FSNAU Technical Series Report Post Deyr 2012/13 Nutrition Analysis

Issued: February 28, 2013

Nutrition Situation Overview

Integrated analysis of core nutrition indicators for the Deyr 2012/13 reflects improvements in the overall nutrition situation as compared to the Gu 2012 six months earlier (Maps 1 and 2). This is mostly a result of improved access to household food and disease outbreak control. Recent improvements in food security are attributed to continued humanitarian interventions, improved own production (crops, milk), increased incomes (farm labour, livestock sales at high prices) and improved purchasing power in light of the reduced cost of living. Although morbidity levels remained high, no seasonal outbreaks of acute watery diarrhoea /cholera or measles were reported during this period. This was a mitigating factor for the overall nutrition situation.

A total of 215 000 (14.3% of 1.5 million children aged below 5 years) are acutely malnourished, a slight improvement from 236 000 (16%) in August 2012. Out of these 45 000 (3.0% of 1.5 million children aged below 5 years) are severely malnourished, a slight improvement from 54 000 (3.5%) in August 2012. South Somalia hosts 147 000 (66%) of the country’s total of acutely malnourished children (down from 168 000 in August 2012).

Between October and December 2012, FSNAU and partner agencies conducted a total of 41 nutrition surveys based on the Standardized Monitoring and Assessment of Relief and Transitions (SMART) methodology. Of these surveys, which covered rural and urban livelihoods in addition to IDP settlements, 22 were conducted in the northern regions, 5 in Central and 14 in southern regions. Thirteen of the surveys were done in IDP camps, 11 in urban settlements and 18 in rural livelihoods.

Survey findings

Survey findings of three core indicators: global acute malnutrition rates, severe acute malnutrition rates, and death rates (Table 29) show a declining trend compared to the Gu 2012.

• Global acute malnutrition (GAM) rates have reduced since July 2012 from Very Critical (20 -29.9%) to Critical levels (15.0-19.9%) among the pastoralists of West Golis/Guban and agropastoralists of Bay; and to Serious level (10.0-14.9%) in Nugal Valley. Other areas remain unchanged, except for Mataban in the Hiran Region where the GAM rate has deteriorated to Very Critical. IDPs remain Critical – Very Critical except for the Hargeisa and Garowe IDPs who are considered in the Serious phase.

• Severe acute malnutrition (SAM) rates have either reduced or are sustained within Acceptable levels (<2.5%) since July 2012. The exceptions are the Hawd of Northwest, and Addun livelihood zones with SAM rates within Alert level (2.5-3.4%), North Gedo Agropastoralists in Serious, (3.5-4.4%), Beletweyne District with Critical (4.5-5.9%), and Mataban in Very Critical levels of (6.0-9.9%).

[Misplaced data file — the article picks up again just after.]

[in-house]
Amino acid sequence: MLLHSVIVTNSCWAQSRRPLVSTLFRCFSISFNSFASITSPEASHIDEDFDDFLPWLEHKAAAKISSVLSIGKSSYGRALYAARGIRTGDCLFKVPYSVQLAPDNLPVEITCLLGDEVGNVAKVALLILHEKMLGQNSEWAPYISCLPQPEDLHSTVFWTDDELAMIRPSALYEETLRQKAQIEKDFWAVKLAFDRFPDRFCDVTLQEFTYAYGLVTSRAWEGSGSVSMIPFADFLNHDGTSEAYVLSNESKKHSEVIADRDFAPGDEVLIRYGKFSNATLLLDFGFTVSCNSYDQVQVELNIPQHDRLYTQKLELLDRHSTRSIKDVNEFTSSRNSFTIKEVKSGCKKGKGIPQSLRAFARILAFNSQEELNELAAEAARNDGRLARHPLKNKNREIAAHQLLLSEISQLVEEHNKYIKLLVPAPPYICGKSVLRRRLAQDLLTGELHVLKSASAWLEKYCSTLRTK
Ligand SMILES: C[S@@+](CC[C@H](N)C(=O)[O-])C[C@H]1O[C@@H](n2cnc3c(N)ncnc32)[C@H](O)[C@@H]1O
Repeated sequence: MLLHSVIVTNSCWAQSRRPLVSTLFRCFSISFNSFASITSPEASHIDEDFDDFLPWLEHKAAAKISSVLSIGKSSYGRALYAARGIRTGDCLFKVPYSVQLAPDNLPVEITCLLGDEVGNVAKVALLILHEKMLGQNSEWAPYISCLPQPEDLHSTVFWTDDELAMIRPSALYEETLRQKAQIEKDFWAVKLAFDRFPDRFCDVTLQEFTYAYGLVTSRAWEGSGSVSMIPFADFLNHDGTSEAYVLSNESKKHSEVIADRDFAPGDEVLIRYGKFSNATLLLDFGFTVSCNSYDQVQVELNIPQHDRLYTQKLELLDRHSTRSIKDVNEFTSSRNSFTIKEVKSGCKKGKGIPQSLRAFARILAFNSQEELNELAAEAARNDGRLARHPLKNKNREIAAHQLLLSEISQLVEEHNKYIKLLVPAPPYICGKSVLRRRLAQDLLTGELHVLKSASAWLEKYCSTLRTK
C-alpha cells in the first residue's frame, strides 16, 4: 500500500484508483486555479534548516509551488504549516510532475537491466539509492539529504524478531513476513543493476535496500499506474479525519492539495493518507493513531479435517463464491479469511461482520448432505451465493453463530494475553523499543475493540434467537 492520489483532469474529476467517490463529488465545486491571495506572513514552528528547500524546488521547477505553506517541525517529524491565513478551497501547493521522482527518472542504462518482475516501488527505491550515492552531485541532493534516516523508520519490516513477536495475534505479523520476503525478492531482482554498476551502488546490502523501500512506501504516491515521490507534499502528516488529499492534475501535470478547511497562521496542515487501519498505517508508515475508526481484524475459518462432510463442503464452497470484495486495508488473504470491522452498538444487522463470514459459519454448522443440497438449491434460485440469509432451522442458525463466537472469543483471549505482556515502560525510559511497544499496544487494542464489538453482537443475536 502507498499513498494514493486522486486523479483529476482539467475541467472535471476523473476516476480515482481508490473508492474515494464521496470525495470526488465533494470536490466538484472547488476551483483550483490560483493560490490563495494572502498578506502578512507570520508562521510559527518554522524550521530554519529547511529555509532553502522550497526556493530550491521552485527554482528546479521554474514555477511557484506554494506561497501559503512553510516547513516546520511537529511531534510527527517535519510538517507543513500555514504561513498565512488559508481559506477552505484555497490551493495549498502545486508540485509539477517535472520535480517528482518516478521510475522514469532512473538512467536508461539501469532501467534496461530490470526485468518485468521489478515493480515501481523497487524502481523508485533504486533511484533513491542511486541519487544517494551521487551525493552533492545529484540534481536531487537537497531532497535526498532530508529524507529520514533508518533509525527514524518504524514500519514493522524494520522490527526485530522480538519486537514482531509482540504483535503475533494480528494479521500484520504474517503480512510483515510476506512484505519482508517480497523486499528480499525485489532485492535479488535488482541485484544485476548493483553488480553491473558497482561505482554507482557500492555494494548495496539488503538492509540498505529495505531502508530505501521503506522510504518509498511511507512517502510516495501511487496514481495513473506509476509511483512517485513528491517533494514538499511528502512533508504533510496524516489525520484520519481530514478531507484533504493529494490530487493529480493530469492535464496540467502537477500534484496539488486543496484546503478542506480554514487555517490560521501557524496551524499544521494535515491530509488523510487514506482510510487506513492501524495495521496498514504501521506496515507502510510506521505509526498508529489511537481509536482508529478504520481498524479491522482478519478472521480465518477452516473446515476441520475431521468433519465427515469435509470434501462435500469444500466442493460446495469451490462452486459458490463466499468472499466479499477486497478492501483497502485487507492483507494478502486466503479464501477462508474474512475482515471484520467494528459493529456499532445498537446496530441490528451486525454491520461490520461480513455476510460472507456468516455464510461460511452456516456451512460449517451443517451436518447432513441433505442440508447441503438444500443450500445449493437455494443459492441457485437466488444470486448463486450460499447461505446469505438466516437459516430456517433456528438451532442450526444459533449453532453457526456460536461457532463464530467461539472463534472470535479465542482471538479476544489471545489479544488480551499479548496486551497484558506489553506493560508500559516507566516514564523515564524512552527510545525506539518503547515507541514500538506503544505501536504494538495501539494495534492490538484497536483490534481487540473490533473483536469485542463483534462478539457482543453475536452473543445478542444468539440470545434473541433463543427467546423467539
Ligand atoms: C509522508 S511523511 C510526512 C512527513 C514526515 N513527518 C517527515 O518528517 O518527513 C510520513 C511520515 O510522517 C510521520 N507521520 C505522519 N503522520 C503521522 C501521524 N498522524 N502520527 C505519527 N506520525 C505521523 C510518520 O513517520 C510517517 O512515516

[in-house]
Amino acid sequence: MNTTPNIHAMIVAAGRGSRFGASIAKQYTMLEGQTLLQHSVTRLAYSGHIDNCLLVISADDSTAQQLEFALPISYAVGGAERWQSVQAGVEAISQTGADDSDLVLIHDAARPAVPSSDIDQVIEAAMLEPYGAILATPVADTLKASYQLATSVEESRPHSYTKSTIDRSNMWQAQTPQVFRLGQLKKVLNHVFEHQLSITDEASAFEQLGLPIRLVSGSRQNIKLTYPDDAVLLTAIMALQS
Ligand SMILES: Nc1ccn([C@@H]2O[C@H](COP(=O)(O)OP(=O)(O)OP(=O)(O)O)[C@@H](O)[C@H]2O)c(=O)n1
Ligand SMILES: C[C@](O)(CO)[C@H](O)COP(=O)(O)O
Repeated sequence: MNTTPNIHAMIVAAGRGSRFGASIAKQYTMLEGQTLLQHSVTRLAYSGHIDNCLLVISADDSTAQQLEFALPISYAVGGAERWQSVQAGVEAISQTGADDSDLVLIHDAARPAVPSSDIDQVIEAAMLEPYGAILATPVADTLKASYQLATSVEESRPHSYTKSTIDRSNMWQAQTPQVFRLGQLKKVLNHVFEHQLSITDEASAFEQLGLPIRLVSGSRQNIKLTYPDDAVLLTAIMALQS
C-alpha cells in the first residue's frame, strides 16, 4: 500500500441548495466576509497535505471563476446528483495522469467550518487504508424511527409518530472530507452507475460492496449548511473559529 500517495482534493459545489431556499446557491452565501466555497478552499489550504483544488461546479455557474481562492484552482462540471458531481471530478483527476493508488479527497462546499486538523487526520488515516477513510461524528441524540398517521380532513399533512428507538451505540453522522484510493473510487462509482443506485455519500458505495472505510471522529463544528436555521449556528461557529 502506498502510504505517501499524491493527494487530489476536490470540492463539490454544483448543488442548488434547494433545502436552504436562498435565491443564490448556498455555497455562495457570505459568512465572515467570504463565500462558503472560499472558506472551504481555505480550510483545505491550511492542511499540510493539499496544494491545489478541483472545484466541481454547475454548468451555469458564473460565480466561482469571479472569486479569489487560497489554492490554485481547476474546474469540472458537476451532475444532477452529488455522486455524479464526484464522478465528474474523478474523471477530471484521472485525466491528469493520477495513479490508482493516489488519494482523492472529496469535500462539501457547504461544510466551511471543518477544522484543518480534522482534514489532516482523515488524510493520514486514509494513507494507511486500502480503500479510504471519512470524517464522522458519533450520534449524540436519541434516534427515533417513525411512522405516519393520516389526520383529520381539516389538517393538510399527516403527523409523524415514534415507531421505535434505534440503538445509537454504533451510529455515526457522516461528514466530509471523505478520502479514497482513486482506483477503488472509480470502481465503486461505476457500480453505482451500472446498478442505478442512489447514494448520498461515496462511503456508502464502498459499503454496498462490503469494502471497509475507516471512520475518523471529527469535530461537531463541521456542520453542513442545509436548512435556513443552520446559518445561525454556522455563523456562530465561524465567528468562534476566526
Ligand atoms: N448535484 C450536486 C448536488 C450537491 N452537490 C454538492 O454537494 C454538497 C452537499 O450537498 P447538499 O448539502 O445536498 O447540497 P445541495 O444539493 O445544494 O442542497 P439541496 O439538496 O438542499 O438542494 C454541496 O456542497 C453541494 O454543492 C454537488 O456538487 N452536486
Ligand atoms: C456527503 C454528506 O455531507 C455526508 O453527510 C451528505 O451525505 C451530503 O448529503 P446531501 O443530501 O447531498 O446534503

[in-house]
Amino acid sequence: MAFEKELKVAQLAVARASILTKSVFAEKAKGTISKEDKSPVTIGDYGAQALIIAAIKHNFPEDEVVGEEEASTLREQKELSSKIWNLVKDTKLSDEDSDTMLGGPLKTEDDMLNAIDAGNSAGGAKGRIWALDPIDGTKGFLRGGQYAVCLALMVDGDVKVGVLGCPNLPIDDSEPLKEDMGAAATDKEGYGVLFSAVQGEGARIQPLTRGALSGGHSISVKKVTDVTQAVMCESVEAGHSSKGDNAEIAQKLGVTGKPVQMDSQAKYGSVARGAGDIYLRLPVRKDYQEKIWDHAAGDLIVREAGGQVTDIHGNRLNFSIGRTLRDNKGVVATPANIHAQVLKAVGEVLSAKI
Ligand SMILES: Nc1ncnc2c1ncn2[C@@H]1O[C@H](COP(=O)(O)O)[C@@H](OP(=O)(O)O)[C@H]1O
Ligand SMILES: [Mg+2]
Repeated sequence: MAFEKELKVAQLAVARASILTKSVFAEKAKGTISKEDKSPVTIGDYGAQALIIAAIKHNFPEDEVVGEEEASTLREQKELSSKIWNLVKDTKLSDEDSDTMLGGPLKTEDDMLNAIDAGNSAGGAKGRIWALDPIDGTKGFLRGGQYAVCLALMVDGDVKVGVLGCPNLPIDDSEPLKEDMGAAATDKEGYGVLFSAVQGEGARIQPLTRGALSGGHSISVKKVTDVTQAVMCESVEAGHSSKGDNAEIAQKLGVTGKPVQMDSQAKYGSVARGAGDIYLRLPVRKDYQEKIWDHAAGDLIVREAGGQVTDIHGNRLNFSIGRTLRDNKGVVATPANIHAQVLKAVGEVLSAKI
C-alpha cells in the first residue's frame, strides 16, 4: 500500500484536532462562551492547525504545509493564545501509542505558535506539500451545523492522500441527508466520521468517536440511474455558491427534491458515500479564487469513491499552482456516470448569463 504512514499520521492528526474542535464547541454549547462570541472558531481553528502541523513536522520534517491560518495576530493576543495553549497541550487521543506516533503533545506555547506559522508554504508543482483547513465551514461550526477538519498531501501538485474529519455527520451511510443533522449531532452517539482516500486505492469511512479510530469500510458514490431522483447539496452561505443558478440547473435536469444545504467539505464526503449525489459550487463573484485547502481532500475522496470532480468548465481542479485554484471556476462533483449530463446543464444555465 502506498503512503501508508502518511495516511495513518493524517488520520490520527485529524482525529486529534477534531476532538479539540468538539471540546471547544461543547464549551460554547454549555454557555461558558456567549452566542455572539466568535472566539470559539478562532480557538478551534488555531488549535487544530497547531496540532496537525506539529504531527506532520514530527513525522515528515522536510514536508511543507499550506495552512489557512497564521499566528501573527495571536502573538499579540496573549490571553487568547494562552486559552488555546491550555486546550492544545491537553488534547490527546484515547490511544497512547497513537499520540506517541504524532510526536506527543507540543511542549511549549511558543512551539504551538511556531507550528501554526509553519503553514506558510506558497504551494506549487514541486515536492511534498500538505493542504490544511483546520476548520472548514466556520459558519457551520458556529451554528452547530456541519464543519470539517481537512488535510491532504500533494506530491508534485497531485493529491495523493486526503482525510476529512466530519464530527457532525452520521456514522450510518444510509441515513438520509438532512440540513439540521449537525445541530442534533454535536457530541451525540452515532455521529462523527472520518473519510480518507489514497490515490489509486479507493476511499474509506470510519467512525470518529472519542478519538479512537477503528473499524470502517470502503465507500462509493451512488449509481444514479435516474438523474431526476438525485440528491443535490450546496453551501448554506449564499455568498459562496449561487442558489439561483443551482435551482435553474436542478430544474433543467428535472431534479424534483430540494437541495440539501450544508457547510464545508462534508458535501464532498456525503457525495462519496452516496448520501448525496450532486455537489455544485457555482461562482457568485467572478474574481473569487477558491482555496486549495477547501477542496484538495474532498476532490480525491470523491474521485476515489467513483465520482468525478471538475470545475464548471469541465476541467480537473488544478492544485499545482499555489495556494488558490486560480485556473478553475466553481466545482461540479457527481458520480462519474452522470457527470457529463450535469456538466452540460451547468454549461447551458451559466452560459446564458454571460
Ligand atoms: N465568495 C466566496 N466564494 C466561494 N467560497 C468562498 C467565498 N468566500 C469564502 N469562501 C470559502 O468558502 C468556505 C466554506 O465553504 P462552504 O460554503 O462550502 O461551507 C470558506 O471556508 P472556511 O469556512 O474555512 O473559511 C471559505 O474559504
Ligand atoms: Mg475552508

IDPs in settlements within Dolow, Dobley, Berbera and Qardho have Critical –Very Critical levels.

• Crude death rates across the country are below the emergency threshold level of 2 per 10 000 per day, while under five death rates are below the emergency threshold level of 4 per 10 000 per day (UNICEF 2005).

The WHO (October-December 2012) Somalia Emergency Health Updates show that there were no disease outbreaks during the Deyr 2012 season. This was a mitigating factor for the nutrition situation, especially in the South. Nevertheless, with the exception of East Golis in the Northwest (16%), morbidity levels among the assessed <5 year old children (based on two weeks recall period) remained high, above 20 percent on average, across the country, exceeding 40 percent in parts of the South, and IDPs settlements. Morbidity was highest in Beletweyne District (53.2%), Mataban (50.3%), N. Gedo Pastoral livelihood zone (52.5%), Mogadishu IDPs (47.4%) and Bossaso IDPs (46.6%).

Meta-analysis of datasets from 220 nutrition surveys conducted from 2001-2011 indicates positive association between acute malnutrition and morbidity, with children reportedly suffering from childhood illnesses (suspected fever, measles, pneumonia and diarrhea) being 1.37 times more likely to be malnourished. The relationship between diarrhoea and acute malnutrition is of statistical significance (RR=1.43).

Southern regions – Rural Livelihood Zones

SMART nutrition surveys were conducted in the rural livelihood zones of northern parts of Gedo and Bakool Regions, Mataban and Beletweyne Districts in Hiran, and Bay Region. Due to insecurity, it was not possible to conduct SMART surveys in Juba, Southern Gedo, southern Hiran and Shabelle regions. Rapid nutrition assessments based on mid-upper circumference (MUAC) were nevertheless undertaken in the 6-59 months age group in accessible areas of Juba and southern Gedo.

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